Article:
Ballydehob’s Titanic Three
Throughout the length and breadth of Ireland emigration to Britain and America was at its peak as thousands of young men and women departed annually in search of a better life. Almost every town and village had its own shipping agent to facilitate the emigrants’ departure. Ballydehob was no different with John Barry being the local White Star Line shipping agent. John ran a family business which included a hotel and shipping agency on Main Street where Hudson’s Health Food Store is now located.
It mustn’t have been unusual for him, when in late March or early April 1912, he sold three steerage class tickets to three young ladies for passage to America. Little did he know how ‘The Unsinkable Titanic’, would be? The tickets were sold to Bridget Driscoll, Letter Road, Ballydehob, and Mary Kelly, a native of Castlepollard, Co. Westmeath and Annie Jane Jermyn, Derreenaclough, Ballydehob.
Bridget Driscoll, at 27, the oldest of the girls, was born 17th January 1885. She was the eldest daughter of John and Kate Driscoll, who resided on the family farm on Letter Road, Ballydehob. Happily that direct connection continues today with her niece, Miss Kitty O’Driscoll, who will be shortly celebrating her 96th birthday, still living in Letter Road. Bridget had actually immigrated to America in 1910 but on hearing that her mother was seriously ill returned home the following year. Unfortunately, her mother had died a matter of days before her return. So, after spending a short time in Letter Road she decided to return to America.
Mary Kelly, the recipient of the second Ballydehob ticket was just 22 years of age, having been born in Co. Westmeath on the 19th February 1890. How Mary came to buy her ticket in the Ballydehob Shipping Agency is a matter of great speculation. By 1911 her father had died and her widowed mother with Mary’s younger siblings had moved into the ‘Widows’ Home’. No record of Mary living in Co. Westmeath during that year is available. However, in 1911 a Mary Kelly who fits her profile was working as a Domestic Servant in ‘a big house’, ‘Rosnalee’. Can we assume that she must have moved on to Ballydehob to take up similar employment some time after the census of 1911? Her grand-daughter, Mary Moynihan, who lives in Florida, said that her grandmother often mentioned Ballydehob when she, Mary Moynihan, was a young child. The older Mary’s plans to stay in Ireland don’t seem to have been of a long term nature as she had decided to marry her boyfriend, John Heslin from Castlepollard, who was already in New York.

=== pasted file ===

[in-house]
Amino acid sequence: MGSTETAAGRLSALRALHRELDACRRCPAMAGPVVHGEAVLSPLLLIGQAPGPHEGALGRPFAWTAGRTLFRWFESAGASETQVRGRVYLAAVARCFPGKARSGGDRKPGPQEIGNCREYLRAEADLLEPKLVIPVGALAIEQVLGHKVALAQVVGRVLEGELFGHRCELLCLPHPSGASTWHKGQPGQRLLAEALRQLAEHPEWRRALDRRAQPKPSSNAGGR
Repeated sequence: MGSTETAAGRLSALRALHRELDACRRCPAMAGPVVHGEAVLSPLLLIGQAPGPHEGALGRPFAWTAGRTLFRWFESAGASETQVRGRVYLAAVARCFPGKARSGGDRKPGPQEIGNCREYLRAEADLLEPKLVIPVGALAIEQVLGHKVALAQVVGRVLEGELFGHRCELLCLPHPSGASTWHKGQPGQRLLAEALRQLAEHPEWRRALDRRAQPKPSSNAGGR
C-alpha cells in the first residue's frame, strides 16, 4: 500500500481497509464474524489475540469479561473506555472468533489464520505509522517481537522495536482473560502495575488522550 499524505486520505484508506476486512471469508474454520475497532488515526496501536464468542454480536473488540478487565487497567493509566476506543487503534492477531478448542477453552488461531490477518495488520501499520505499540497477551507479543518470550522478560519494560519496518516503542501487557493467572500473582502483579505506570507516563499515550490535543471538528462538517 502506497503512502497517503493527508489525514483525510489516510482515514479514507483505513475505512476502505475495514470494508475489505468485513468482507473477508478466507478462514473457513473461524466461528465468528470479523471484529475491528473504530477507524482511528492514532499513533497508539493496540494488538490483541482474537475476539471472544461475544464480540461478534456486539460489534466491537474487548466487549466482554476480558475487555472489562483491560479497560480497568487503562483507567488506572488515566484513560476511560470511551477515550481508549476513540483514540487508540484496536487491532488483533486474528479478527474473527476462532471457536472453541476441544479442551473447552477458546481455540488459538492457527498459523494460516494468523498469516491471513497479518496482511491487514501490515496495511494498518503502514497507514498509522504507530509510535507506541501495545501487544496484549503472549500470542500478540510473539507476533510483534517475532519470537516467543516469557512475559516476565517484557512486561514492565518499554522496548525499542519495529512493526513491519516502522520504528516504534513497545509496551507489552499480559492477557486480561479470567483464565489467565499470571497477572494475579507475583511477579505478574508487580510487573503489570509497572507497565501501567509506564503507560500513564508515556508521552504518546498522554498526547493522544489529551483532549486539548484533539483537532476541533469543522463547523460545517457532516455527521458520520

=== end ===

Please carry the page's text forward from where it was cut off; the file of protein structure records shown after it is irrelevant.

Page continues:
Annie Jane Jermyn, the third ticket holder, born on 13th July 1885, was 26 years old when she decided to emigrate. She was the third of nine children of Henry, a farmer, shopkeeper and builder and his wife Susan, Derreenaclough, Ballydehob. Annie Jane, or Nancy, as she was called by the family, was planning to stay in Lynn Massachusetts with her older married sister, Mary Grace Draper. There are now no close remaining relatives of the Jermyns in Ballydehob, as shortly after the Titanic tragedy the entire family, including the parents all moved back to the United States where Henry and Susan lived in a substantial dwelling on Carlton Street, Peabody, Massachusetts. However, a number of further-removed cousins still live in the general West Cork area and Henry’s excellent workmanship as a builder can be observed locally in many houses reputedly built by him.
There is no record of whether the three girls were acquainted with each other as they set off from the railway station in Ballydehob but, in all probability, they must have communicated on the way, the other two depending on Bridget as she was an experienced trans-Atlantic traveler. This experience may have been a fortunate turn of events when disaster struck early on the night of 14th April. As the final lifeboat, ‘Collapsible D’, was being launched at 2.05a.m on the 15th April, Bridget made her way on to the boat , followed by Mary and then Annie Jane. At the last moment before the lifeboat was lowered into the freezing ocean, a remarkable event occurred, a frantic father handed Mary his two infant sons, ‘Louis and Lola’ and asked her to carry them to safety. Later the boys’ story and rescue became headline news. ‘Collapsible D’ successfully made its escape and was just 100 meters from the doomed Titanic when she slid beneath the icy waters of the Atlantic.